Comment by Geldner:

Close this window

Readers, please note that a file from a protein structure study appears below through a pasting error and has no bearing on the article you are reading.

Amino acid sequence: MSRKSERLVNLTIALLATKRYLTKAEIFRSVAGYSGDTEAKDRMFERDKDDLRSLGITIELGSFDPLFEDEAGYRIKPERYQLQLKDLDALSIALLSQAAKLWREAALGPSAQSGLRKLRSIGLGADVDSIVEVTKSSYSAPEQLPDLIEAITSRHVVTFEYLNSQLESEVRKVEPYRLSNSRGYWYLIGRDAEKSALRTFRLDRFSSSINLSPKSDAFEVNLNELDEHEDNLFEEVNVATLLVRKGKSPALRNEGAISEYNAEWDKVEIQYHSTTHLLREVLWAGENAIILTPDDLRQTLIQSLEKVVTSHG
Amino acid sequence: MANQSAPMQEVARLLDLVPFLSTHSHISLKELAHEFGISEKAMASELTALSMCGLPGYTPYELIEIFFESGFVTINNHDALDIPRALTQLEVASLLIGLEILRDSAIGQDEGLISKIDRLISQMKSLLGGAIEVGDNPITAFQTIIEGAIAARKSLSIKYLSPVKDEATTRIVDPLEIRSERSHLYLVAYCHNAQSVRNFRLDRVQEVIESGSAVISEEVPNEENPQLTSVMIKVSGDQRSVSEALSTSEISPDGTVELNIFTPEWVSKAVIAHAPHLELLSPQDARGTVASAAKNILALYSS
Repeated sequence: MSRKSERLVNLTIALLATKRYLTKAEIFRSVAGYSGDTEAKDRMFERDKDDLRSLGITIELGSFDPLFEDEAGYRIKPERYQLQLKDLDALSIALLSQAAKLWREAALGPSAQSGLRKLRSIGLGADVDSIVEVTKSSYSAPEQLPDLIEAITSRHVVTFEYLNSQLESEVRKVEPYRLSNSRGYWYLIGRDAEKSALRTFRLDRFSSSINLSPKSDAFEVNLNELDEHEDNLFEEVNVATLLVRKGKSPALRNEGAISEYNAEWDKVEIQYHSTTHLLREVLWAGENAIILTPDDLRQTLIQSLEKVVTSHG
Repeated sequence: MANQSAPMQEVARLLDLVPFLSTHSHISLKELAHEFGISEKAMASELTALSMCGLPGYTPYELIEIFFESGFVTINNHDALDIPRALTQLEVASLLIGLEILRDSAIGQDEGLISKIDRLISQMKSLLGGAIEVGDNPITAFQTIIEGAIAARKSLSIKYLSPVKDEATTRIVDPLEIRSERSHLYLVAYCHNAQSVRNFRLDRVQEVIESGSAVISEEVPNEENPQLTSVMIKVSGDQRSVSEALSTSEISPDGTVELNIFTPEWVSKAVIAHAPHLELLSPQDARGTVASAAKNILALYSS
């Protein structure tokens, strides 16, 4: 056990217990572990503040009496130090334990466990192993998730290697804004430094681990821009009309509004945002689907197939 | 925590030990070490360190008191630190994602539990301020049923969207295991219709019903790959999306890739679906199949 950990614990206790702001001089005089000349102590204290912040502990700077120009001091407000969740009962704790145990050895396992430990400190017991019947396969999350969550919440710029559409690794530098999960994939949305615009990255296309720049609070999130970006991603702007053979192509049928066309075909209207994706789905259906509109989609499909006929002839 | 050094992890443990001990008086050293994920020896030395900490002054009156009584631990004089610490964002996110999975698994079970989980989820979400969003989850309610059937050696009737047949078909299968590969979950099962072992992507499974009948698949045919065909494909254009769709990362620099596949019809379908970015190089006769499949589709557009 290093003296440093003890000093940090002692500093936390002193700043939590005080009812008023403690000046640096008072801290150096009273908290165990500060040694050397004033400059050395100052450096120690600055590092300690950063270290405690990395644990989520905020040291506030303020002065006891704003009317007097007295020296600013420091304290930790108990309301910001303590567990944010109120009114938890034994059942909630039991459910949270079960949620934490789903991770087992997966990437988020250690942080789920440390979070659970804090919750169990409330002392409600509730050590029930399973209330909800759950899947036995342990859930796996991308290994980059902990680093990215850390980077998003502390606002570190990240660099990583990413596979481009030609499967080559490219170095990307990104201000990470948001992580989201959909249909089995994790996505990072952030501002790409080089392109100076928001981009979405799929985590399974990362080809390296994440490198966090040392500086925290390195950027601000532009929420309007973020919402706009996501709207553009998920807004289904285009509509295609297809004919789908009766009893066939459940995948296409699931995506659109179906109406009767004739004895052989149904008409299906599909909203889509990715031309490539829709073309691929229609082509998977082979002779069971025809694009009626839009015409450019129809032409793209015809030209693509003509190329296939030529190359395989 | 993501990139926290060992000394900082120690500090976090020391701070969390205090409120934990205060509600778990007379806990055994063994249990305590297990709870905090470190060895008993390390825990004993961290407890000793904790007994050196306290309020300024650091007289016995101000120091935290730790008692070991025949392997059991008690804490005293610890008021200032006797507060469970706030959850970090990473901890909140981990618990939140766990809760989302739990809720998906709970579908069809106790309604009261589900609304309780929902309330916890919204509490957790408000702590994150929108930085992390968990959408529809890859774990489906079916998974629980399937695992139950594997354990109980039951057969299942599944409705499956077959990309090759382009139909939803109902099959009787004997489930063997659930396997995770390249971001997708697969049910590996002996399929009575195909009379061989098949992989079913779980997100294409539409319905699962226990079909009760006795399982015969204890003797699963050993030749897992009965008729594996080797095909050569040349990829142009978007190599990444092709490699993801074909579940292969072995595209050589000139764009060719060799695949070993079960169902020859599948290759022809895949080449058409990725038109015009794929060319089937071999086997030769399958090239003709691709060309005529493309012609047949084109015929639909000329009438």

Whereas according to Fust's complaint, the 1600 guilders he claims to have lent were purely a loan, subject to interest at 6 percent, Gutenberg's answer sheds more light on the financial transactions between Fust and Gutenberg, correcting Fust's statements to a considerable degree. Gutenberg begins by claiming that Fust did not pay first 800 guilders in full and not at once. This money was intended for the manufacture of his geczuge (printing apparatus), which was to be pledged to Fust as collateral. And although the contract stated that these 800 guilders were subject to 6 percent interest, he claims that Fust waived their payment in a verbal assurance. The second 800 guilders, on the other hand, which were intended for the work on the books, were not an interest-bearing loan but a capital contribution by Fust for execution of the work on the books. Fust is claimed to have promised to pay this second sum of 800 guilders in yearly installments of 300 guilders (for servants' pay, domestic costs, parchment, paper, printer's ink, etc.). He states his willingness to account for these 800 guilders. Should their agreement come to an end, he is to pay back the (first) 800 guilders to Fust after which his printing equipment should cease to be collateral. He claims to owe no interest or compound interest.